Common problems of The ESL student
For a variety of reasons, the English language is regarded as one of the most difficult to master. There are many reasons why English as a second language (ESL) students fail to acquire the language. It can be from the complicated spelling and phrasal verbs to pronunciation and strange grammatical structures.
However, this article is not focused on the technical aspects of teaching, it is more about the students feelings, but it may help in you teaching your students more effectively if you understand their fears and needs.
Things to Keep in Mind
There are several things you can keep in mind as a teacher while planning your classes and one of the most important is to make the learning environment comfortable and stress-free.
Learners will be less likely to become frustrated and more likely to comprehend what you’re teaching them if they are relaxed and having fun for a start. However, there is so much more.
Understanding some of these problems comes some way in helping solve these problems for the student.
Here are some of the problems I have found that students encounter in the classroom and online.
Learning English can be a daunting task. It’s common to feel self-conscious when practicing, especially in the presence of native English speakers.
These emotions occur when ESL students believe they are unable to effectively express themselves. Things that are ordinarily simple to ask for, such as “may I go to the bathroom,” become considerably more complex when they have to consider each phrase and how to integrate them.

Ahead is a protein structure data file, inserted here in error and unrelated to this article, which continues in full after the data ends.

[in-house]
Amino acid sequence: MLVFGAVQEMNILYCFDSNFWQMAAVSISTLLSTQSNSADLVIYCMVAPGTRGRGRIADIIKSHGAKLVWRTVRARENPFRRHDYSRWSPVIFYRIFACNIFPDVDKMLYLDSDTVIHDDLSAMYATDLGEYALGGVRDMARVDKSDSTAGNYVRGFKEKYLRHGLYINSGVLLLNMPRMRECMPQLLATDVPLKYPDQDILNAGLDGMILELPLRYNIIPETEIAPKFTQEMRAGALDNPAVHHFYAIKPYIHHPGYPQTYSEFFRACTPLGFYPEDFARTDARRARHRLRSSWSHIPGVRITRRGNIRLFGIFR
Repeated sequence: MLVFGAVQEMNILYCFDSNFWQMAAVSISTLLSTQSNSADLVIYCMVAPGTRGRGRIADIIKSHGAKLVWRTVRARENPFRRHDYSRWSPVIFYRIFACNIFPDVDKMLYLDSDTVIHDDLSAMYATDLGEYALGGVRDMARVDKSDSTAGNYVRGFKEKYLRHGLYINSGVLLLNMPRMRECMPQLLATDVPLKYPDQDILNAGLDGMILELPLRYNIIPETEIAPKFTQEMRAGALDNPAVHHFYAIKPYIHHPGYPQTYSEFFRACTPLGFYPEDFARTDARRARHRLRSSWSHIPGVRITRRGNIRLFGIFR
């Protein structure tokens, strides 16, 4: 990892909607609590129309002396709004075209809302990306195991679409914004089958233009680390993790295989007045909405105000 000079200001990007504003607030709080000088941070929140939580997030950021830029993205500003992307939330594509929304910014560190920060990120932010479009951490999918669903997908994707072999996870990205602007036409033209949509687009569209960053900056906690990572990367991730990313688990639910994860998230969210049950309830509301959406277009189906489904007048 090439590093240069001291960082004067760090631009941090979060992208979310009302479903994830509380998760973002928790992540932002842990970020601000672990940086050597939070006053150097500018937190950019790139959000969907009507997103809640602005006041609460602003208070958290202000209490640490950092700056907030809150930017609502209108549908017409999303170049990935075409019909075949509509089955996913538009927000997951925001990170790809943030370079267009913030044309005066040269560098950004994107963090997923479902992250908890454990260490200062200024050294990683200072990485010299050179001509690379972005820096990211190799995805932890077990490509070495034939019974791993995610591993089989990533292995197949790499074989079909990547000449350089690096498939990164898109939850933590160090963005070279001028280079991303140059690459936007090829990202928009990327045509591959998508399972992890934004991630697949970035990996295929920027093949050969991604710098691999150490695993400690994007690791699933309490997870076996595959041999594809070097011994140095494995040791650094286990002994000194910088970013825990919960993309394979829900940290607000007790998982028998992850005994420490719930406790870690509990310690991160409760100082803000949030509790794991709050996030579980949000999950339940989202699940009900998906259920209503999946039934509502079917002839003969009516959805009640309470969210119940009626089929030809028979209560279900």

It’s critical to practice as much as possible to assist overcome this fear of embarrassment.
The simplest method is to help the student practice in the classroom. I always start the English learning process by teaching basic and easy-to-understand phrases. I will teach things like, “Teacher I want a glass of water”. “Teacher, I want to go to the bathroom”. “Stand up”, “sit down”, “open your book” etc.
With a bit of work upfront not only will it instill confidence in your student, but it will also make it easier for you as the teacher. Once your students gain confidence in their capacity to communicate, they will be able to speak more effectively with others.
Another thing I like to do is say “you are better at speaking English than I am at speaking your language”. A good idea is to get them to teach you some basic words in their language as it shows that you are not scared about making mistakes.
Children and adults are frequently exposed to a “new language” in a classroom setting, which can result in an overly structured approach to learning the language.
in my opinion, there are better ways of doing it. There are now lots of different ways to make the learning experience fun and interesting. My ethos is “laugh and learn”
There are a few different teaching styles and techniques you can use in the classroom and online to make sure your students aren’t bored.
The teaching style I follow is TPR or total physical response. In my opinion, it brings a lesson alive and is much more fun for the student. This is a little of what it is about.
Total Physical Response.
T.P.R is a language acquisition method developed by psychology expert, Professor James Asher. TPR uses a combination of language and physical actions to engage students in the language learning process.